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August 11, 2015 / Molly Moseley

Does unlimited parental leave actually mean less time off?

shutterstock_264577595Did you know that the U.S. is one of only three countries that doesn’t mandate paid maternity leave? According to a story published by ABC News earlier this year, the United States joins only Papua New Guinea and Suriname in this dismal standing. Are you outraged? If not, you should be.

That’s why it’s so important to celebrate companies like Netflix who are helping change the discussion and their own policies on parental leave in America.

In case you missed it, last week Netflix announced that it will offer unlimited paid parental leave (Yep, that’s both moms and dads) in the first year of a child’s life or first year following an adoption. Netflix based this decision presumably on good business sense, a desire to attract and retain top employees, simple human decency and the drive to be a benefits trailblazer. We are very excited about this move, but the reality is that not every business is in a position to do what Netflix has done, and the results they intend to produce may not actually materialize.

The obvious worry is that workers will abuse unlimited vacation or family leave policies and take more time than before, negatively impacting productivity. The less obvious concern is that if such policies aren’t clearly defined, communicated and culturally accepted, there’s actually a greater risk that employees will take less leave.

“In terms of recruiting the most talented employees, unlimited parental leave is undoubtedly a very unique and attractive selling point for Netflix,” says Ben Hutt, CEO of The Search Party, an online recruitment marketplace. “However, this policy could also be dangerous because without regulation, high-performing employees may choose to come back to work right away, rather than spending the much-needed time with their families.”

Rebecca Honeyman, senior vice president and managing director in New York City for Hotwire PR, agrees: “The reality is that such policies are difficult to communicate to employees, and can often result in people taking less leave than they would if the company had a structured policy with clear limits on the available paid and unpaid time off.”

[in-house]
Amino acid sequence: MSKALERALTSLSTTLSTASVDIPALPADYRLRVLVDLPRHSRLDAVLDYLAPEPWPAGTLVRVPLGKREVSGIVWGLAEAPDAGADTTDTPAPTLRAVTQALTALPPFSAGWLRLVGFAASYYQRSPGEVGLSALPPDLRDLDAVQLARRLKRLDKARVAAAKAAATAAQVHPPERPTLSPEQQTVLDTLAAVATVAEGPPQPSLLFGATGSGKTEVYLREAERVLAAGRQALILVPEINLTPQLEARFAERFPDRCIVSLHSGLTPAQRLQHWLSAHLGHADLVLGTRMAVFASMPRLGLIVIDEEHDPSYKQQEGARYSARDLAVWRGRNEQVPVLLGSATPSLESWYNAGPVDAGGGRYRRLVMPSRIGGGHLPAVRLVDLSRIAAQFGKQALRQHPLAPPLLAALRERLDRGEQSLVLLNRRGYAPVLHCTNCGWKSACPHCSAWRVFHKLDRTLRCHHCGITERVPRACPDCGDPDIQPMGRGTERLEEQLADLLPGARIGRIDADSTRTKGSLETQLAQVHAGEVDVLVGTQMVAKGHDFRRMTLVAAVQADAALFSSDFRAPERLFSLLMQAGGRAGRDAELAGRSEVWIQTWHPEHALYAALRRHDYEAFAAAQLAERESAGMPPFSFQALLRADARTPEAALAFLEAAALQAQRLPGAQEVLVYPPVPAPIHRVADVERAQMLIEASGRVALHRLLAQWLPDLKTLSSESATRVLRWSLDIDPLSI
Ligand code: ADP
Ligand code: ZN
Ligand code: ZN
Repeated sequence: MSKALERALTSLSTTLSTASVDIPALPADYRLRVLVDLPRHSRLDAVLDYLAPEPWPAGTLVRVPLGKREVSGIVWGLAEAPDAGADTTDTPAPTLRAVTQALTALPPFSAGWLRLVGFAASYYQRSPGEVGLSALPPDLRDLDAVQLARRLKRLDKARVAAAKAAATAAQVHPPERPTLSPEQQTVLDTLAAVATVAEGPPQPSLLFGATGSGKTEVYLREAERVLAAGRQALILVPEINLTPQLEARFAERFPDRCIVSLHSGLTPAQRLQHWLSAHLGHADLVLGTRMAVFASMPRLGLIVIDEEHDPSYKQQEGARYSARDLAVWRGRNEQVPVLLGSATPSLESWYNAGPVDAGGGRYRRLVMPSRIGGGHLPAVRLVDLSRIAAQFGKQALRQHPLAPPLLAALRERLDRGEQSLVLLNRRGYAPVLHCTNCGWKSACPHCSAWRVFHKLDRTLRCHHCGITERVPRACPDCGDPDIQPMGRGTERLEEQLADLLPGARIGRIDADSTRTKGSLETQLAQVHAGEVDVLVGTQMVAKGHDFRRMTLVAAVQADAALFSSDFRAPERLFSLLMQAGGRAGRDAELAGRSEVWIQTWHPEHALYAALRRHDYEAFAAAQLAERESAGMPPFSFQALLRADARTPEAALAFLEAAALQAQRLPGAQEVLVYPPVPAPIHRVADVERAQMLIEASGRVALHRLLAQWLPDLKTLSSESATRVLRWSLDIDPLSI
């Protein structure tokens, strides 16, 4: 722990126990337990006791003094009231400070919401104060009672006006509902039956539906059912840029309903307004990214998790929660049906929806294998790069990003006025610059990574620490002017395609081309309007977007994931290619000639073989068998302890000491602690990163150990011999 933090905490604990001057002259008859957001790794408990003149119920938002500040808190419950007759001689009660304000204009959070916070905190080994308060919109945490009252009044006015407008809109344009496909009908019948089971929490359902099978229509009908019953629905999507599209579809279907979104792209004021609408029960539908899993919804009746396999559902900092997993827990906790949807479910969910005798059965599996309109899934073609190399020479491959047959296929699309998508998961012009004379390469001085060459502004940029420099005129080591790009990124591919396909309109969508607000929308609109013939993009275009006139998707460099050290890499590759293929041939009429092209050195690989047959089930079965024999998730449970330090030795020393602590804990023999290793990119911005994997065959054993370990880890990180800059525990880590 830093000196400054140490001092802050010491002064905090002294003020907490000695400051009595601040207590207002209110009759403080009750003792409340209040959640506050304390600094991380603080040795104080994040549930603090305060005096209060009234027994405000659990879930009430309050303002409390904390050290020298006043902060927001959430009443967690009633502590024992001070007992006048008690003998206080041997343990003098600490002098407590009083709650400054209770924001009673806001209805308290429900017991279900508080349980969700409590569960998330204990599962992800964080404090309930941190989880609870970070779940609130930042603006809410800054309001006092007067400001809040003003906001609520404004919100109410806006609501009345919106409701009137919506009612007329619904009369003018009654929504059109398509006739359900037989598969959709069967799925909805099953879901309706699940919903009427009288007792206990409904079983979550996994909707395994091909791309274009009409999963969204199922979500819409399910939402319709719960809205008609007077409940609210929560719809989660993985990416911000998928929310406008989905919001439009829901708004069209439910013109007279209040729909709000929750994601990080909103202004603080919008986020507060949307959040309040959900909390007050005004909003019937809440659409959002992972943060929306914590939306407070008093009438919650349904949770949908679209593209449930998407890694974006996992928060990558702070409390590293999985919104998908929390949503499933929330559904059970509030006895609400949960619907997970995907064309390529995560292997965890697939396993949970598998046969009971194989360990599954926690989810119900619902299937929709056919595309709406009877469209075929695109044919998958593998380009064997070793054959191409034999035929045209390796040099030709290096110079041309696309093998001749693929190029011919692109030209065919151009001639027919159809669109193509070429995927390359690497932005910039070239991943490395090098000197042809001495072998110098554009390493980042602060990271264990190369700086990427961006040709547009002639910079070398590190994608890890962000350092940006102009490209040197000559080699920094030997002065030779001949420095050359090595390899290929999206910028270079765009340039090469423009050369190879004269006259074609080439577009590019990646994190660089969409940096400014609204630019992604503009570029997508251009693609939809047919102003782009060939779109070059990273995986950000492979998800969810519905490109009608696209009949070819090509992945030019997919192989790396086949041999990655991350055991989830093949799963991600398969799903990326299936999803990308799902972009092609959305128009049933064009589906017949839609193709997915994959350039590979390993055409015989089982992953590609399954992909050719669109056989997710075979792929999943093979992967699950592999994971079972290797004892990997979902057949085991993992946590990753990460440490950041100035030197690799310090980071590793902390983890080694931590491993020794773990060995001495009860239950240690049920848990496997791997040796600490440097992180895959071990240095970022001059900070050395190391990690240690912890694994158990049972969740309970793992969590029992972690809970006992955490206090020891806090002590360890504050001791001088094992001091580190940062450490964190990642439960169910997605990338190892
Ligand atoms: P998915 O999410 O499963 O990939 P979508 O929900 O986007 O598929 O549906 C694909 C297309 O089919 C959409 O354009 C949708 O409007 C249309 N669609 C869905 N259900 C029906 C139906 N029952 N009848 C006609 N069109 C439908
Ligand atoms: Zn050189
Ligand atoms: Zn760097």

So what’s the take-away from Netflix’s announcement? While there’s no denying that America’s parental leave policies need some significant overhauling, keep these key points in mind before you take the plunge:

  • Like unlimited vacation time (which we recently blogged about), unlimited parental leave isn’t going to be practical for every company.
  • Experience shows such policies can backfire, prompting employees to take less leave because they worry taking more time off will make them look bad to their bosses and co-workers. Leadership buy-in and support are absolutely crucial to  cultural adoption.
  • Such policies need to be carefully defined and consistently implemented, otherwise you also risk being unfair to employees who have no children or whose kids are older.

Great benefits are a vital tool for attracting and keeping great employees. And there’s no denying that unlimited parental leave has the potential to be a fantastic benefit. If your company is considering following the lead of others like Netflix, it’s important to understand if unlimited parental leave will fit your corporate culture and business model, and to ensure your eligible employees really get the time they deserve.